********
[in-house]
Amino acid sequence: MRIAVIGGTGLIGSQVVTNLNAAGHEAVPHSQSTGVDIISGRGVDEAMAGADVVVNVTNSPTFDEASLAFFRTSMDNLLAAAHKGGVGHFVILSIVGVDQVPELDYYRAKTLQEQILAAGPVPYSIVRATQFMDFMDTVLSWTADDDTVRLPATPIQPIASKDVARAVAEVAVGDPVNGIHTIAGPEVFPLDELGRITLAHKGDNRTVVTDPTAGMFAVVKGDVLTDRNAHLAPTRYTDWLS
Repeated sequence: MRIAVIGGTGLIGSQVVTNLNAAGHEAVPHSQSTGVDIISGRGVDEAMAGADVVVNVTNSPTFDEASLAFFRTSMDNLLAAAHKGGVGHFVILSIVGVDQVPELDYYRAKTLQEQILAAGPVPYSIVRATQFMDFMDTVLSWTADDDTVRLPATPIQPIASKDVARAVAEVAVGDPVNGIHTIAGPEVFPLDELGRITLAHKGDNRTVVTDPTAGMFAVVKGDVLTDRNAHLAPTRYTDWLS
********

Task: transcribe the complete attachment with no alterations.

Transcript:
[in-house]
Amino acid sequence: MRIAVIGGTGLIGSQVVTNLNAAGHEAVPHSQSTGVDIISGRGVDEAMAGADVVVNVTNSPTFDEASLAFFRTSMDNLLAAAHKGGVGHFVILSIVGVDQVPELDYYRAKTLQEQILAAGPVPYSIVRATQFMDFMDTVLSWTADDDTVRLPATPIQPIASKDVARAVAEVAVGDPVNGIHTIAGPEVFPLDELGRITLAHKGDNRTVVTDPTAGMFAVVKGDVLTDRNAHLAPTRYTDWLS
Repeated sequence: MRIAVIGGTGLIGSQVVTNLNAAGHEAVPHSQSTGVDIISGRGVDEAMAGADVVVNVTNSPTFDEASLAFFRTSMDNLLAAAHKGGVGHFVILSIVGVDQVPELDYYRAKTLQEQILAAGPVPYSIVRATQFMDFMDTVLSWTADDDTVRLPATPIQPIASKDVARAVAEVAVGDPVNGIHTIAGPEVFPLDELGRITLAHKGDNRTVVTDPTAGMFAVVKGDVLTDRNAHLAPTRYTDWLS